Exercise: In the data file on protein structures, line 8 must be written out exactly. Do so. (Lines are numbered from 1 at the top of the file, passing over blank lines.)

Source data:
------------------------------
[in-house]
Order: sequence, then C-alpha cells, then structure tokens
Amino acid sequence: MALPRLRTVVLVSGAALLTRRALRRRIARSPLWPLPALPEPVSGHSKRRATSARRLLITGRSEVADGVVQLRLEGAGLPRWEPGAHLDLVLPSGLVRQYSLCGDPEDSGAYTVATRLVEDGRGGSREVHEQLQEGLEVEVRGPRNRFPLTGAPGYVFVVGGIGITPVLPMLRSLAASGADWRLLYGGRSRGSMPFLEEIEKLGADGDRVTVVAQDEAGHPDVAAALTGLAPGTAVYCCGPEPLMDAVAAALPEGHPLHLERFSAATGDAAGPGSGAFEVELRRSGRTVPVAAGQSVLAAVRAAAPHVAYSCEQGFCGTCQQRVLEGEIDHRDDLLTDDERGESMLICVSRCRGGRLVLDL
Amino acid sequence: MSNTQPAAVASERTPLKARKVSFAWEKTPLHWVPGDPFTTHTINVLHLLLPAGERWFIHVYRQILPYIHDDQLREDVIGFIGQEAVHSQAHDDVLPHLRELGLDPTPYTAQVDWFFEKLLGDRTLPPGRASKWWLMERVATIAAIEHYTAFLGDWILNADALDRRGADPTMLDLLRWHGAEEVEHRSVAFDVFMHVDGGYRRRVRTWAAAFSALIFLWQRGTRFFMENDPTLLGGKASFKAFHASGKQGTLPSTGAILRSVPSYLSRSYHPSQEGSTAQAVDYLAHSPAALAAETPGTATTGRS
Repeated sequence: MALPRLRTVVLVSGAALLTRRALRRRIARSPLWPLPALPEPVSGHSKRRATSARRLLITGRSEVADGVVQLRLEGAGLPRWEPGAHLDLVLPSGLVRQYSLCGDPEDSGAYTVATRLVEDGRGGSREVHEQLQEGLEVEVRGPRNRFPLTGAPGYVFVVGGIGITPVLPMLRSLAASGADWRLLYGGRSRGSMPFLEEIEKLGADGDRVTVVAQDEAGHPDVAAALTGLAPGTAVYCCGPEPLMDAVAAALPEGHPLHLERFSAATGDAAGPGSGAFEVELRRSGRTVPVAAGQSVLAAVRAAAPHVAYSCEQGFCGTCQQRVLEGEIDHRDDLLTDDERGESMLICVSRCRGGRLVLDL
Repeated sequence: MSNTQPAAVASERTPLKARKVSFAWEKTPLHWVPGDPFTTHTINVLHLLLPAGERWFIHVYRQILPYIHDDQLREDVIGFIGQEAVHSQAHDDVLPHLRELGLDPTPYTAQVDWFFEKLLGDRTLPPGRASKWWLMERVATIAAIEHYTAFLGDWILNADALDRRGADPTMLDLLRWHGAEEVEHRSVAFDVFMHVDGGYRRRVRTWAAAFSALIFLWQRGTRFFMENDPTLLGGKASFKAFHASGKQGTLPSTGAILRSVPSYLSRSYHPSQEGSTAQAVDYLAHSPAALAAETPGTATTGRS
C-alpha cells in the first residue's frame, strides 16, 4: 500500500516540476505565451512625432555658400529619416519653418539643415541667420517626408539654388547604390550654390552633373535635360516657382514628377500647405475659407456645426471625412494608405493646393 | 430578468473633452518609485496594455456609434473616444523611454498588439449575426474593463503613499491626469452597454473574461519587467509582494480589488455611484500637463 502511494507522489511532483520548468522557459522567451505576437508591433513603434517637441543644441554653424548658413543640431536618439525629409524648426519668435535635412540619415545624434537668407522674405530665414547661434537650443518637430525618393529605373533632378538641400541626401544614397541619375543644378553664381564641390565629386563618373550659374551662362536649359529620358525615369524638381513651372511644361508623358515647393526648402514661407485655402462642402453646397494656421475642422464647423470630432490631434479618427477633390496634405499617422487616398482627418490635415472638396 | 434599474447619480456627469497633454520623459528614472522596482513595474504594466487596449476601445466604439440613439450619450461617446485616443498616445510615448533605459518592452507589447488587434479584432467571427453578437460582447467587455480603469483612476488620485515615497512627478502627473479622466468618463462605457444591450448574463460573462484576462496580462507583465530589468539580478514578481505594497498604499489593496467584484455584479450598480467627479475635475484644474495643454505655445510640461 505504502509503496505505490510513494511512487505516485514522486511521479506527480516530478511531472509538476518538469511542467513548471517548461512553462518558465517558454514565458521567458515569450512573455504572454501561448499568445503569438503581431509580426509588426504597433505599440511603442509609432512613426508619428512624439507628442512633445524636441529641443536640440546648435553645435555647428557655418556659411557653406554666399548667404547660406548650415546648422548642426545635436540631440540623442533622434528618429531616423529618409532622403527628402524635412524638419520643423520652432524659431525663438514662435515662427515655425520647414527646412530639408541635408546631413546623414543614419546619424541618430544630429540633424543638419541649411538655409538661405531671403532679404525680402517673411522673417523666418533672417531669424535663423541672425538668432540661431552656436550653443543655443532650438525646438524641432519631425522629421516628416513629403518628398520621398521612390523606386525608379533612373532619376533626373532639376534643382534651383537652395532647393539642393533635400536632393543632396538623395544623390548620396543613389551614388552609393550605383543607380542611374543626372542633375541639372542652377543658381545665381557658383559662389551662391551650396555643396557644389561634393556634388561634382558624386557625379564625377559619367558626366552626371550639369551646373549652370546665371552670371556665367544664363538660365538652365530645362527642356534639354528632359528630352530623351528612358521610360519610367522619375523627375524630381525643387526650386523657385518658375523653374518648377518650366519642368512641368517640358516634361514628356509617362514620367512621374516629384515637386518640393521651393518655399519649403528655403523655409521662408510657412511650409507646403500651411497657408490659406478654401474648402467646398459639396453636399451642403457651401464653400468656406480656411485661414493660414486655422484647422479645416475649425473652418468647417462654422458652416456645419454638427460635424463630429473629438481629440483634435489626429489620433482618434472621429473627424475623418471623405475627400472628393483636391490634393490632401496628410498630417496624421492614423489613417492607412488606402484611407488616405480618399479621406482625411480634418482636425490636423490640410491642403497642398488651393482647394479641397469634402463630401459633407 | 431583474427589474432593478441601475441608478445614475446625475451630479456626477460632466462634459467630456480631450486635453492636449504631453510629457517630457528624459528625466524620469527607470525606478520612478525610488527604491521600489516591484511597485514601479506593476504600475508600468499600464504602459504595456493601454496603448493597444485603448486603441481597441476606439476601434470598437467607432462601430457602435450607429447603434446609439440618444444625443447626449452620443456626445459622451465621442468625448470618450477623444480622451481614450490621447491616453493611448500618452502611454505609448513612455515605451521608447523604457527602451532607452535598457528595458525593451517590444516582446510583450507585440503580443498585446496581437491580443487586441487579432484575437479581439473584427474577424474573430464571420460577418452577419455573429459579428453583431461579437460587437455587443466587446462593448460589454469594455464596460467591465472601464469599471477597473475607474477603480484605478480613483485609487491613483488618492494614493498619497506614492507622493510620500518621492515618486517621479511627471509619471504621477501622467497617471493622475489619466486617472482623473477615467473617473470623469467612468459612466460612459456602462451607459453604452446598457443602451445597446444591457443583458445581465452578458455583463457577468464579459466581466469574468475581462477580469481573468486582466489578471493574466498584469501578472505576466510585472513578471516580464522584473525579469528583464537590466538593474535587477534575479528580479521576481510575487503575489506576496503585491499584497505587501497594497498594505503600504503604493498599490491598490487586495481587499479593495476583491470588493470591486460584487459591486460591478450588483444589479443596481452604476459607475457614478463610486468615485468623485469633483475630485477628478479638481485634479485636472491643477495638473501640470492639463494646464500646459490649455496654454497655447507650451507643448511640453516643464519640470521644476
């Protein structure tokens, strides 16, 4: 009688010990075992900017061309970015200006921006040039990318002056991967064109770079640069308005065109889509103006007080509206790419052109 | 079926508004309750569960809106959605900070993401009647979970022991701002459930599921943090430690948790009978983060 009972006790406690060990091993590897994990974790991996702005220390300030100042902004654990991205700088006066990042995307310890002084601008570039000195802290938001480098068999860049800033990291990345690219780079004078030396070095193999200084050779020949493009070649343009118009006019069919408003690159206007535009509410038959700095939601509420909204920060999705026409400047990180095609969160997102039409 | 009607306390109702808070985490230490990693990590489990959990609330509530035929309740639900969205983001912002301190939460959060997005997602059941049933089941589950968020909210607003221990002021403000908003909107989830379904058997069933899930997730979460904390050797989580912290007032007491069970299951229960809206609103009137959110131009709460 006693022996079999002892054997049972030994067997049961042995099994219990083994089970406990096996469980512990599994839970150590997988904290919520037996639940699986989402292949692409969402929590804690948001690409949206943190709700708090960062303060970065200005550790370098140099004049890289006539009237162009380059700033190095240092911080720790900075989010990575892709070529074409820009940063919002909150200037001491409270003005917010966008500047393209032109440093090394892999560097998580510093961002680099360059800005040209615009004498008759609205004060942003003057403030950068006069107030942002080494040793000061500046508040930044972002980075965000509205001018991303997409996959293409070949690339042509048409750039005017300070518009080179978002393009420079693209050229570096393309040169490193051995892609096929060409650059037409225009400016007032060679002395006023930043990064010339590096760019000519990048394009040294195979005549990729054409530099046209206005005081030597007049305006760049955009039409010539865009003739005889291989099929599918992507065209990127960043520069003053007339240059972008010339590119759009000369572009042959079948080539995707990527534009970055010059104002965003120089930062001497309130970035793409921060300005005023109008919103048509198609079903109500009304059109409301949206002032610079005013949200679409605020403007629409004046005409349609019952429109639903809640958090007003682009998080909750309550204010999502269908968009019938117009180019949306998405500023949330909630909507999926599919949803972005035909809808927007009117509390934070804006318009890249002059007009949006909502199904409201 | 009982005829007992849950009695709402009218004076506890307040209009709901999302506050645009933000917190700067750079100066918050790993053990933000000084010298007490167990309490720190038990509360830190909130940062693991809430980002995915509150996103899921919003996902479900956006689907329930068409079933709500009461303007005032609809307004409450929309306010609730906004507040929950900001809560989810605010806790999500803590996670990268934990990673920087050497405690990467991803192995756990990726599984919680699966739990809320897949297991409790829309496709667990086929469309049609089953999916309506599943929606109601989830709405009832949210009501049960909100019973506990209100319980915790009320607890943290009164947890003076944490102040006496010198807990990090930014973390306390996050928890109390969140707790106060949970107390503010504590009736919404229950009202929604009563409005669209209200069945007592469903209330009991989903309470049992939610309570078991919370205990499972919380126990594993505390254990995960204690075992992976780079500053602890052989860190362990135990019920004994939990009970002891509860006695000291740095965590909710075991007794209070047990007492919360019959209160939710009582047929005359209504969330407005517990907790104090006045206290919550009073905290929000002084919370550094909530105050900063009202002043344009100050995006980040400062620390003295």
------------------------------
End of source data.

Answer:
């Protein structure tokens, strides 16, 4: 009688010990075992900017061309970015200006921006040039990318002056991967064109770079640069308005065109889509103006007080509206790419052109 | 079926508004309750569960809106959605900070993401009647979970022991701002459930599921943090430690948790009978983060 009972006790406690060990091993590897994990974790991996702005220390300030100042902004654990991205700088006066990042995307310890002084601008570039000195802290938001480098068999860049800033990291990345690219780079004078030396070095193999200084050779020949493009070649343009118009006019069919408003690159206007535009509410038959700095939601509420909204920060999705026409400047990180095609969160997102039409 | 009607306390109702808070985490230490990693990590489990959990609330509530035929309740639900969205983001912002301190939460959060997005997602059941049933089941589950968020909210607003221990002021403000908003909107989830379904058997069933899930997730979460904390050797989580912290007032007491069970299951229960809206609103009137959110131009709460 006693022996079999002892054997049972030994067997049961042995099994219990083994089970406990096996469980512990599994839970150590997988904290919520037996639940699986989402292949692409969402929590804690948001690409949206943190709700708090960062303060970065200005550790370098140099004049890289006539009237162009380059700033190095240092911080720790900075989010990575892709070529074409820009940063919002909150200037001491409270003005917010966008500047393209032109440093090394892999560097998580510093961002680099360059800005040209615009004498008759609205004060942003003057403030950068006069107030942002080494040793000061500046508040930044972002980075965000509205001018991303997409996959293409070949690339042509048409750039005017300070518009080179978002393009420079693209050229570096393309040169490193051995892609096929060409650059037409225009400016007032060679002395006023930043990064010339590096760019000519990048394009040294195979005549990729054409530099046209206005005081030597007049305006760049955009039409010539865009003739005889291989099929599918992507065209990127960043520069003053007339240059972008010339590119759009000369572009042959079948080539995707990527534009970055010059104002965003120089930062001497309130970035793409921060300005005023109008919103048509198609079903109500009304059109409301949206002032610079005013949200679409605020403007629409004046005409349609019952429109639903809640958090007003682009998080909750309550204010999502269908968009019938117009180019949306998405500023949330909630909507999926599919949803972005035909809808927007009117509390934070804006318009890249002059007009949006909502199904409201 | 009982005829007992849950009695709402009218004076506890307040209009709901999302506050645009933000917190700067750079100066918050790993053990933000000084010298007490167990309490720190038990509360830190909130940062693991809430980002995915509150996103899921919003996902479900956006689907329930068409079933709500009461303007005032609809307004409450929309306010609730906004507040929950900001809560989810605010806790999500803590996670990268934990990673920087050497405690990467991803192995756990990726599984919680699966739990809320897949297991409790829309496709667990086929469309049609089953999916309506599943929606109601989830709405009832949210009501049960909100019973506990209100319980915790009320607890943290009164947890003076944490102040006496010198807990990090930014973390306390996050928890109390969140707790106060949970107390503010504590009736919404229950009202929604009563409005669209209200069945007592469903209330009991989903309470049992939610309570078991919370205990499972919380126990594993505390254990995960204690075992992976780079500053602890052989860190362990135990019920004994939990009970002891509860006695000291740095965590909710075991007794209070047990007492919360019959209160939710009582047929005359209504969330407005517990907790104090006045206290919550009073905290929000002084919370550094909530105050900063009202002043344009100050995006980040400062620390003295």